Call centers have evolved quite a bit since their founding in the 1950s. The practices that are followed and the technology that is used have both experienced quite a rapid change since the beginning. From solely outbound sales calls using a switchboard, to the interactive and online contact centers we know today, call centers have experienced quite the evolution. Let’s take a look at just how far call centers have come over the years.
The first known call center was founded in 1957. It was owned by Time Inc. and was created with the sole purpose of increasing LIFE magazine subscriptions.
With the introduction of the dial phone, more and more call centers began to open, as calling had become much quicker. Call centers during this time were used primarily as a sales tool, as the main role of call center agents was calling consumers to sell a product or service for a specific business or company.
In the 1970s, the automatic call distribution system (ACDS) was invented, which changed the call process from manual to automatic. Until this time, all call centers were strictly outbound call centers. That all changed with the creation of the toll-free “800” numbers for customers to use. These numbers meant that call centers were no longer solely focused on outbound sales calls, but now also responsible for receiving inbound calls from customers.
This is when interactive voice response (IVR) was invented, allowing customers to speak their selection instead of keying in their response when contacting a call center. This helped to personalize the customer experience a bit more and started the idea of improving the customer’s call center experience by lowering customer effort.
The Telephone Consumer Protection Act was passed in 1991, restricting the activity of outbound call centers. There were restrictions on the times during which call centers could contact customers, as well as preventing automated dialing and messaging. While this law proved to be an obstacle for some sales-focused call centers, it encouraged them to evolve and provide a more human experience when it came to their outbound calling.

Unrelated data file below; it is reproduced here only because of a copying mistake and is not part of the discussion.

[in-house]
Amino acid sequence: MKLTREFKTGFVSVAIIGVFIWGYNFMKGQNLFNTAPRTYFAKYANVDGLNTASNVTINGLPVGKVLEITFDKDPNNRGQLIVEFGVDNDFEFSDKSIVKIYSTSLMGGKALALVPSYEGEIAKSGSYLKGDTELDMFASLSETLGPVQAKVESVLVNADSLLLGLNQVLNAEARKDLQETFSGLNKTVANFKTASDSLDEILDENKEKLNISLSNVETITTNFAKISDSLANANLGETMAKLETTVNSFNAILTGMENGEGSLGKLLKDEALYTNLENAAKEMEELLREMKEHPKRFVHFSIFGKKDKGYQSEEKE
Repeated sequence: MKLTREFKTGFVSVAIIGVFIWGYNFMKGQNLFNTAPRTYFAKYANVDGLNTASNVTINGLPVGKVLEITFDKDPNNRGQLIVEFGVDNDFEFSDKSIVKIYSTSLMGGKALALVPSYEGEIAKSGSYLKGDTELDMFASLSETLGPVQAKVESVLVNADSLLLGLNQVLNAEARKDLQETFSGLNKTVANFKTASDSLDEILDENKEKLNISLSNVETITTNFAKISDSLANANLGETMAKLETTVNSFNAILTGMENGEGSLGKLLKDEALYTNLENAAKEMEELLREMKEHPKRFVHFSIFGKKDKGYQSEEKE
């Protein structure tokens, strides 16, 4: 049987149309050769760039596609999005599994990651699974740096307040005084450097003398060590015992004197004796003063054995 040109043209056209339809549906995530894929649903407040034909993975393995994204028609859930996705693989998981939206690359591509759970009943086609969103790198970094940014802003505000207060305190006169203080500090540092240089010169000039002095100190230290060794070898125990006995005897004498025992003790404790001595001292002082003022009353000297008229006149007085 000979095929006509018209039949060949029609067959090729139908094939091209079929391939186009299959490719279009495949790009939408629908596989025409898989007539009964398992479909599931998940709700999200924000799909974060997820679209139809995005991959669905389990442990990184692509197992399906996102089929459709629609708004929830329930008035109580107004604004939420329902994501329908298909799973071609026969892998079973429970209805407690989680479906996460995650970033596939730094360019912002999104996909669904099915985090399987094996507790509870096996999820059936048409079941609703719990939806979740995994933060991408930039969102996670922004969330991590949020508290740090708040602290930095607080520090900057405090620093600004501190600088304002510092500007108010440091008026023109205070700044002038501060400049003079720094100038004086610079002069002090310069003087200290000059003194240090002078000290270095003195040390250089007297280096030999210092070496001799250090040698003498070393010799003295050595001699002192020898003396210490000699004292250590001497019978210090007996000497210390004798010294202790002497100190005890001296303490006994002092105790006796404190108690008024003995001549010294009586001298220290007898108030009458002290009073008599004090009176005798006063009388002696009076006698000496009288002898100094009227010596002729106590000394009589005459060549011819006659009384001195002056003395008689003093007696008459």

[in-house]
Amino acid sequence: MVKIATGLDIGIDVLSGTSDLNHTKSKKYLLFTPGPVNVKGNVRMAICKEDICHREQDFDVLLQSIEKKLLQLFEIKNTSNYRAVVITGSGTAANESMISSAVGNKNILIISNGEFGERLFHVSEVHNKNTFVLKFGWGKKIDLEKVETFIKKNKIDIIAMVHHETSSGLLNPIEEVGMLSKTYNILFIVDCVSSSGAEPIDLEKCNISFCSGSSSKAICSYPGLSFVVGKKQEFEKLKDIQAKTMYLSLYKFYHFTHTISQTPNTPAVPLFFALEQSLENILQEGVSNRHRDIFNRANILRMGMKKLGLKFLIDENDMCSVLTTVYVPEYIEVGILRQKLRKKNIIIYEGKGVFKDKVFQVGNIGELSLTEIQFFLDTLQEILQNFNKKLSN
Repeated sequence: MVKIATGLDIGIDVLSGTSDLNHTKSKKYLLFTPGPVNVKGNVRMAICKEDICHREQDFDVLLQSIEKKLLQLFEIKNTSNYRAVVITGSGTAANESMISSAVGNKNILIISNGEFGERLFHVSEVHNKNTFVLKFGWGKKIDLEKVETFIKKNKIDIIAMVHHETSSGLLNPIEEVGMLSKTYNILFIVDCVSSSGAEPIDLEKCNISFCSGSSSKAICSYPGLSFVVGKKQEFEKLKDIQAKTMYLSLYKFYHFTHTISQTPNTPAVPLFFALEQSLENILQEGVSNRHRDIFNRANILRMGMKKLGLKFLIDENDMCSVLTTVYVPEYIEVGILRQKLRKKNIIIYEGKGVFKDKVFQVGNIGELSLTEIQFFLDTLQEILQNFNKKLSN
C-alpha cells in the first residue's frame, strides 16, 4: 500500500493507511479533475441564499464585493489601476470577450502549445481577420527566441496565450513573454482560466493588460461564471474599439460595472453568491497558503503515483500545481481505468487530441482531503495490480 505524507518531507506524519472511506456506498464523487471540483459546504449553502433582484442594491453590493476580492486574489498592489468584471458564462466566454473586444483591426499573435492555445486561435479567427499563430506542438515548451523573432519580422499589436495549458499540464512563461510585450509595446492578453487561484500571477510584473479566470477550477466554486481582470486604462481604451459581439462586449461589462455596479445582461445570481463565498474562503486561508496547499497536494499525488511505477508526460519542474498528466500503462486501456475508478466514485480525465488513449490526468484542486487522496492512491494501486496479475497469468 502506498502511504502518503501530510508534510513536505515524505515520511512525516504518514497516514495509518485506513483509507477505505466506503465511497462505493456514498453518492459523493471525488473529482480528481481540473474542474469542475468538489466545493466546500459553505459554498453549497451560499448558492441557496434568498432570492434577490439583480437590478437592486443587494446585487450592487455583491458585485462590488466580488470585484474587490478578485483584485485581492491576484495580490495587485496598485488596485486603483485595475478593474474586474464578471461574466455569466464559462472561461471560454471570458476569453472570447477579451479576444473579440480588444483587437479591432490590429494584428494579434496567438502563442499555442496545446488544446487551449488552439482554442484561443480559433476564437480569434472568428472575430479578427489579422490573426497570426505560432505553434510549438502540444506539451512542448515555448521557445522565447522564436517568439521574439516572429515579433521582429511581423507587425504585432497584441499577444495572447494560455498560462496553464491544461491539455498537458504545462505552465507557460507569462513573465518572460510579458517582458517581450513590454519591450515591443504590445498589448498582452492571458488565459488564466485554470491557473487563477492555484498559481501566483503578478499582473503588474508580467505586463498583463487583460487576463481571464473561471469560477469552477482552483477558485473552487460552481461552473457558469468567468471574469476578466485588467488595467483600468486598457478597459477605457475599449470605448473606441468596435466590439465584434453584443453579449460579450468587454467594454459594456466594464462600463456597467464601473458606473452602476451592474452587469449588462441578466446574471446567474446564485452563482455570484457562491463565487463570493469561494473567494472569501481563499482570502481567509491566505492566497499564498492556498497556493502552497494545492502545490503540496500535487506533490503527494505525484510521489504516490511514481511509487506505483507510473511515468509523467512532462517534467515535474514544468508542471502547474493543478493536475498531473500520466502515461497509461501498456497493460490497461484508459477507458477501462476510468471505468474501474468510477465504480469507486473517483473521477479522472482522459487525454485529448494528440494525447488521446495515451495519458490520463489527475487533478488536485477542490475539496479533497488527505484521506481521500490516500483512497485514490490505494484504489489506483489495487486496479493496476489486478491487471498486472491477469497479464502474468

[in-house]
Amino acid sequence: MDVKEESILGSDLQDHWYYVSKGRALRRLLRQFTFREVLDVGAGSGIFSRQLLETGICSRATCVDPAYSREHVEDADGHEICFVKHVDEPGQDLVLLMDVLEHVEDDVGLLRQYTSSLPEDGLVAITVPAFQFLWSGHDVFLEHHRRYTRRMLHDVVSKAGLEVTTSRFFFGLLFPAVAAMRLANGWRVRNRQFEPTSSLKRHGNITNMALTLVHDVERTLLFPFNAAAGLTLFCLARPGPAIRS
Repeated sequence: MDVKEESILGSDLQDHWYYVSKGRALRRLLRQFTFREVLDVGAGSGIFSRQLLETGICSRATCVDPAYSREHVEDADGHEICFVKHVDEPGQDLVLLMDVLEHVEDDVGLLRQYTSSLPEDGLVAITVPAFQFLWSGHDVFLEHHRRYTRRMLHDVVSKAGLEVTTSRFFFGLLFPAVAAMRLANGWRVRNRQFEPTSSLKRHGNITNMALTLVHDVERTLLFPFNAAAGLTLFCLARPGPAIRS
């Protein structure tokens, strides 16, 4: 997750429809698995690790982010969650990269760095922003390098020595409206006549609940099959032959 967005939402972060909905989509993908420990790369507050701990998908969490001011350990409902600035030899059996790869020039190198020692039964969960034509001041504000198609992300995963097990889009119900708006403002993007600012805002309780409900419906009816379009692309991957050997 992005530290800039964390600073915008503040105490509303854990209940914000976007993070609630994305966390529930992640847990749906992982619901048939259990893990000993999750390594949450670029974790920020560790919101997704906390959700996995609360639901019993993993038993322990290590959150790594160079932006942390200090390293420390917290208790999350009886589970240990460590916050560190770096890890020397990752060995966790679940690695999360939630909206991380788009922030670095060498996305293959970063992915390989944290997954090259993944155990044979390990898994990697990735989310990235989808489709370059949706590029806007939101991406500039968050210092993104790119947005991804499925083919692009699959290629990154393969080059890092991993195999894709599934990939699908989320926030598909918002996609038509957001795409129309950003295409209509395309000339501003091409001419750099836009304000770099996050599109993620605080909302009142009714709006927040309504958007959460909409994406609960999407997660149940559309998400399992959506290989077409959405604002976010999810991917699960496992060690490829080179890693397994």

During this time, the rise of the internet played a huge role in the evolution of call centers. The popularity of email, and the fact that it was one of the most popular forms of communication between customers, allowed businesses to provide support through this channel. In fact, it was the rise in popularity of the internet and email that started the transition from call centers to contact centers.
With global market expansion and technology continuing to evolve, many businesses began outsourcing their customer service needs to contact centers. Cell phones were becoming increasingly popular as well, and the demand for immediate customer resolution was growing. With the shift to fast-paced service, call centers followed suit and began offering services that allowed customers to receive solutions to their problems with a new emphasis on decreased wait times.
With all of the new communication technology that is constantly being developed, contact centers have now moved to provide what is known as omnichannel support. Customers can reach the customer service of a company through a variety of communication channels, such as phone, email, chat support, and even social media. Companies have realized the importance of providing customers with a simple, streamlined process to have their inquiries handled and problems resolved. There is a renewed focus on accessible, highly personalized customer experiences.
Over the years, call centers have helped to shape the customer service experience as we know it and allowed businesses to adapt to a global audience. From its beginning as an outbound sales center to the advanced technology and systems used today, contact centers continue to evolve. They are an essential part of the customer service of any business. The key to a successful contact center is providing a positive customer experience, and Global Response is committed to providing just that.